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Fully-Dynamic Graph Sparsifiers Against an Adaptive Adversary

Authors Aaron Bernstein, Jan van den Brand, Maximilian Probst Gutenberg, Danupon Nanongkai, Thatchaphol Saranurak, Aaron Sidford, He Sun



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Author Details

Aaron Bernstein
  • Rutgers University, Piscataway, NJ, USA
Jan van den Brand
  • Simons Institute, Berkeley, CA, USA
  • University of California Berkeley, CA, USA
Maximilian Probst Gutenberg
  • ETH Zürich, Switzerland
Danupon Nanongkai
  • University of Copenhagen, Denmark
  • KTH Royal Institute of Technology, Stockholm, Sweden
Thatchaphol Saranurak
  • University of Michigan, Ann Arbor, MI, USA
Aaron Sidford
  • Stanford University, CA, USA
He Sun
  • University of Edinburgh, UK

Acknowledgements

We thank Julia Chuzhoy and Gramoz Goranci for discussions.

Cite AsGet BibTex

Aaron Bernstein, Jan van den Brand, Maximilian Probst Gutenberg, Danupon Nanongkai, Thatchaphol Saranurak, Aaron Sidford, and He Sun. Fully-Dynamic Graph Sparsifiers Against an Adaptive Adversary. In 49th International Colloquium on Automata, Languages, and Programming (ICALP 2022). Leibniz International Proceedings in Informatics (LIPIcs), Volume 229, pp. 20:1-20:20, Schloss Dagstuhl - Leibniz-Zentrum für Informatik (2022)
https://doi.org/10.4230/LIPIcs.ICALP.2022.20

Abstract

Designing efficient dynamic graph algorithms against an adaptive adversary is a major goal in the field of dynamic graph algorithms and has witnessed many exciting recent developments in, e.g., dynamic matching (Wajc STOC'20) and decremental shortest paths (Chuzhoy and Khanna STOC'19). Compared to other graph primitives (e.g. spanning trees and matchings), designing such algorithms for graph spanners and (more broadly) graph sparsifiers poses a unique challenge since there is no fast deterministic algorithm known for static computation and the lack of a way to adjust the output slowly (known as "small recourse/replacements"). This paper presents the first non-trivial efficient adaptive algorithms for maintaining many sparsifiers against an adaptive adversary. Specifically, we present algorithms that maintain 1) a polylog(n)-spanner of size Õ(n) in polylog(n) amortized update time, 2) an O(k)-approximate cut sparsifier of size Õ(n) in Õ(n^{1/k}) amortized update time, and 3) a polylog(n)-approximate spectral sparsifier in polylog(n) amortized update time. Our bounds are the first non-trivial ones even when only the recourse is concerned. Our results hold even against a stronger adversary, who can access the random bits previously used by the algorithms and the amortized update time of all algorithms can be made worst-case by paying sub-polynomial factors. Our spanner result resolves an open question by Ahmed et al. (2019) and our results and techniques imply additional improvements over existing results, including (i) answering open questions about decremental single-source shortest paths by Chuzhoy and Khanna (STOC'19) and Gutenberg and Wulff-Nilsen (SODA'20), implying a nearly-quadratic time algorithm for approximating minimum-cost unit-capacity flow and (ii) de-amortizing a result of Abraham et al. (FOCS'16) for dynamic spectral sparsifiers. Our results are based on two novel techniques. The first technique is a generic black-box reduction that allows us to assume that the graph is initially an expander with almost uniform-degree and, more importantly, stays as an almost uniform-degree expander while undergoing only edge deletions. The second technique is called proactive resampling: here we constantly re-sample parts of the input graph so that, independent of an adversary’s computational power, a desired structure of the underlying graph can be always maintained. Despite its simplicity, the analysis of this sampling scheme is far from trivial, because the adversary can potentially create dependencies between the random choices used by the algorithm. We believe these two techniques could be useful for developing other adaptive algorithms.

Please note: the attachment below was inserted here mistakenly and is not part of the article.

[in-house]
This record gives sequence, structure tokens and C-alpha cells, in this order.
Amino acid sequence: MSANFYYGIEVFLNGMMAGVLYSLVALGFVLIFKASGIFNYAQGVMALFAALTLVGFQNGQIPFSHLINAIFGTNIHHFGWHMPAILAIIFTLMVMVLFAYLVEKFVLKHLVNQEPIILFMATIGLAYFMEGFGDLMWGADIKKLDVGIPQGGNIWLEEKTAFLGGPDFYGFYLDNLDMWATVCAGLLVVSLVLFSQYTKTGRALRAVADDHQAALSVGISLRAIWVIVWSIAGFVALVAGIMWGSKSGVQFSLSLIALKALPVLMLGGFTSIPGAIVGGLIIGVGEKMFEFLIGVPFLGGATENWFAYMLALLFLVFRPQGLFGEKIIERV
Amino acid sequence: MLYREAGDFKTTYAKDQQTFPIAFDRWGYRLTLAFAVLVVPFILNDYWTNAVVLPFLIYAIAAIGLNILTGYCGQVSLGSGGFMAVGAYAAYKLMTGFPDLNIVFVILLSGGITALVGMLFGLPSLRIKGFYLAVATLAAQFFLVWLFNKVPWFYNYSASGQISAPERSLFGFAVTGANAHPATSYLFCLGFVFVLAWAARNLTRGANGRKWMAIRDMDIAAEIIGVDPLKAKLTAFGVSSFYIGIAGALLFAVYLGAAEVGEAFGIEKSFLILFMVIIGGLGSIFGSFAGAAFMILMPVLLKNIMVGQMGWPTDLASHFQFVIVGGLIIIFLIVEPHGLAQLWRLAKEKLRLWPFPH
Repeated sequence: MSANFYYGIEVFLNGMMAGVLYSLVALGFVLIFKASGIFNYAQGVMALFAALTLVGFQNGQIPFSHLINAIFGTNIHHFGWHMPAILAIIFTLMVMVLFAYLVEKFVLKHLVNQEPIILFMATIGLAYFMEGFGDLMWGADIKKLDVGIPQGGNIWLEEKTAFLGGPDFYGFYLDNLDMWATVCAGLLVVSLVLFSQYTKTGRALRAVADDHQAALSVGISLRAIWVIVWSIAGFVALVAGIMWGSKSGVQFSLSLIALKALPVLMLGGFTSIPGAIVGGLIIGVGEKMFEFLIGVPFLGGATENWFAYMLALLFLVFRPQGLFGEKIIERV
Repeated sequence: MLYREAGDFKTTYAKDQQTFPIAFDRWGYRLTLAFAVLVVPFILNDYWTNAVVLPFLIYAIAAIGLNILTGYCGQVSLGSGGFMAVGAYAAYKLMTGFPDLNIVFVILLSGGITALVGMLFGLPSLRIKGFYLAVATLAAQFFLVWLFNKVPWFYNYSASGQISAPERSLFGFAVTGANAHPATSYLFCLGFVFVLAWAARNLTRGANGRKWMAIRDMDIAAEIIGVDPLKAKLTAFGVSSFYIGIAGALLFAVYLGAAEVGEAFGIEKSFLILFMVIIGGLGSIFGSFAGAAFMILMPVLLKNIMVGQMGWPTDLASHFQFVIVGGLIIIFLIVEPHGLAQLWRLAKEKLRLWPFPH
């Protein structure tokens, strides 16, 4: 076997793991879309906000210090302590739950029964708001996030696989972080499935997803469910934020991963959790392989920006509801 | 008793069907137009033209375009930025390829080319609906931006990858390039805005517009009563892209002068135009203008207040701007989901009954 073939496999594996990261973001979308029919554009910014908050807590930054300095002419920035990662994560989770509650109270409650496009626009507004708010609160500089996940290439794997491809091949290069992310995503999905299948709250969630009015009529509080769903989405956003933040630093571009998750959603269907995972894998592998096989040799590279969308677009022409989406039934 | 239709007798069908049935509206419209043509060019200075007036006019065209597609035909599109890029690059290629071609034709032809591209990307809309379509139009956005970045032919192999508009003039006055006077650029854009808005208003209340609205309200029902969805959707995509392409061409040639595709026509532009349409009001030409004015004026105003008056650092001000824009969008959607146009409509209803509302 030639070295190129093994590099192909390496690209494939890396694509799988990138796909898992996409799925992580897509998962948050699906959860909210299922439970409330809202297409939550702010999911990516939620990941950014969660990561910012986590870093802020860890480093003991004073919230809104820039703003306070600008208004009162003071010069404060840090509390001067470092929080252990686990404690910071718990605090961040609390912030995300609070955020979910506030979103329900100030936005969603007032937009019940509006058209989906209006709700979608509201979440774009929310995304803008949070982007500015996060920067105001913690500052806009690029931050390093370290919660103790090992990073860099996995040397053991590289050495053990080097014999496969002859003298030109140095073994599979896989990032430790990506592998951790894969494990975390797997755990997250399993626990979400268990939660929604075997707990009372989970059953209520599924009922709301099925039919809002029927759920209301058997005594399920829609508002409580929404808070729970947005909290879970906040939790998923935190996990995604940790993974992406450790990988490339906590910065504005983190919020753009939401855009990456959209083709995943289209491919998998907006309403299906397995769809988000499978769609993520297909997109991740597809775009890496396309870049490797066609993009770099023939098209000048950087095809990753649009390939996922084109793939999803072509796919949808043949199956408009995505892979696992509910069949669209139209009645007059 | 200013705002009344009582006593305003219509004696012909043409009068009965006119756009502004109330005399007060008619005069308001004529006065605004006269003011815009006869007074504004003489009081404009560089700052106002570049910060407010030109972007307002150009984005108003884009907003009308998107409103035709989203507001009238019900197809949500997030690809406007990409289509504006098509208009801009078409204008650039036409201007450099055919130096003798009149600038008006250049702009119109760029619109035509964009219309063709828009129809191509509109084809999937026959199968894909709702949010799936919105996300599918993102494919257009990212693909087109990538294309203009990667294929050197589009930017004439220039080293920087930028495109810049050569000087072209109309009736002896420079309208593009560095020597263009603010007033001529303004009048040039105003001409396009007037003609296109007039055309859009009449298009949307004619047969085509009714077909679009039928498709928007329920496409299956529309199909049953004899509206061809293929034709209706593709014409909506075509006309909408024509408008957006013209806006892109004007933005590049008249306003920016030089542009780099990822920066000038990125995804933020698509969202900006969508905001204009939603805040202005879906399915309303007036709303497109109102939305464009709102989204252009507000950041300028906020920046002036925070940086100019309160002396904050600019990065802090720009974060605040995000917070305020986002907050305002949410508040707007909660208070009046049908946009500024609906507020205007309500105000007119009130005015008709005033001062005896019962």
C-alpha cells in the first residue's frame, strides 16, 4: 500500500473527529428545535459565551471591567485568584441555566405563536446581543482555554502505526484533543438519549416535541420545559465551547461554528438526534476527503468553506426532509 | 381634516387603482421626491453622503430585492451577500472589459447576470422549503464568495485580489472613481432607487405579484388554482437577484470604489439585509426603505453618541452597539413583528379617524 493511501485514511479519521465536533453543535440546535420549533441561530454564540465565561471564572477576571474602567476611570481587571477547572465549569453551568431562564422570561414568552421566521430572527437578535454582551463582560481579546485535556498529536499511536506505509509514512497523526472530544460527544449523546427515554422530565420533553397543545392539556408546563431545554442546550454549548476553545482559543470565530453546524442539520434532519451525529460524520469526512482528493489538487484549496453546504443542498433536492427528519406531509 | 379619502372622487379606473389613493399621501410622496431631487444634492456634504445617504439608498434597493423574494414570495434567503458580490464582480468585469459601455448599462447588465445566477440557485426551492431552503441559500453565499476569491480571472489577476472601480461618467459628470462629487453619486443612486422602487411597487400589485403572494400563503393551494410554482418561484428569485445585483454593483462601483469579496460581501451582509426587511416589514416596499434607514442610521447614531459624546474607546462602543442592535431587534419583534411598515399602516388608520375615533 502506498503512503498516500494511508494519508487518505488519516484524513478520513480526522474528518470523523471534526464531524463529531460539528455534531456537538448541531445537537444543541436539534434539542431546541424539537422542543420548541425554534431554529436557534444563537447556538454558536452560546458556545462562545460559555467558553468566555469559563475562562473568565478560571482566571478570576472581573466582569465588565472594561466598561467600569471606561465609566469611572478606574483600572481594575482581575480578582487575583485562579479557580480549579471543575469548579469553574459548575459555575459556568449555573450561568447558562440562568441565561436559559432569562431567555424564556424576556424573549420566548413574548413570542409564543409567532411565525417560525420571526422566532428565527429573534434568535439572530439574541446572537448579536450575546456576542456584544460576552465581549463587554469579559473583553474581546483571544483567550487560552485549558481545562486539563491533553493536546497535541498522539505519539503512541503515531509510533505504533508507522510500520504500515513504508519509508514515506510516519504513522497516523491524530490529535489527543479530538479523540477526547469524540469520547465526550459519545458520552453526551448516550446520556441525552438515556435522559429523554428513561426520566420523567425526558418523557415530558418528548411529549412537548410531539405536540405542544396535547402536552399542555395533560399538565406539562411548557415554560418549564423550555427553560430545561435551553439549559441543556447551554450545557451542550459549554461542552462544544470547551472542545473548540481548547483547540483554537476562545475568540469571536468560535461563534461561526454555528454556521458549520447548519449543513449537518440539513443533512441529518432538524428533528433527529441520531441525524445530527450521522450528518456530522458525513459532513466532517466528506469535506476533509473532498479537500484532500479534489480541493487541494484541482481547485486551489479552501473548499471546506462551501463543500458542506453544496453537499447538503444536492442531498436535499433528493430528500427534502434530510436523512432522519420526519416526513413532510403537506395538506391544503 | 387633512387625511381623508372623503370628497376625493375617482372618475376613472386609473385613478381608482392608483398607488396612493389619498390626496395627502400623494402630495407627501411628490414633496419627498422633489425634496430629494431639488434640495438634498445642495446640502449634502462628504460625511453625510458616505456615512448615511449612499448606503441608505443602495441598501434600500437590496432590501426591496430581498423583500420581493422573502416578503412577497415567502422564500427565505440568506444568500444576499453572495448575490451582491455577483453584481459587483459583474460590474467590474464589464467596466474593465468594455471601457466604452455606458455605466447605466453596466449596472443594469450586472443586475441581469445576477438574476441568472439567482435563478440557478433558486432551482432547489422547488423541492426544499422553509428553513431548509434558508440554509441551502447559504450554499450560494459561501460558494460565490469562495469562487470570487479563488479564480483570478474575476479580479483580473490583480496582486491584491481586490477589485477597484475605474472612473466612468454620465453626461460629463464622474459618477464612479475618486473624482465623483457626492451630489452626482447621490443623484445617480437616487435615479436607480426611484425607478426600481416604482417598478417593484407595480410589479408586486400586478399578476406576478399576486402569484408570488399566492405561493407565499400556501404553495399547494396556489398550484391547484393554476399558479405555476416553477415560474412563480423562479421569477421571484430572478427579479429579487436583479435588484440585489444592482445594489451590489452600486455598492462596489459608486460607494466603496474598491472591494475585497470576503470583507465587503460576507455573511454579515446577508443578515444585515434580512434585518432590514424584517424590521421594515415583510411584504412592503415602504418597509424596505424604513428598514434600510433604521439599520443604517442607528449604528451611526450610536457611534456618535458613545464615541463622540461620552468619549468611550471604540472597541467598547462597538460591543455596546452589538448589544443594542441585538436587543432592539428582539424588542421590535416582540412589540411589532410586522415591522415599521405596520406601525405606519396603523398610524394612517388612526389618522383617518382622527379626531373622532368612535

Subject Classification

ACM Subject Classification
  • Theory of computation → Dynamic graph algorithms
Keywords
  • dynamic graph algorithm
  • adaptive adversary
  • spanner
  • sparsifier

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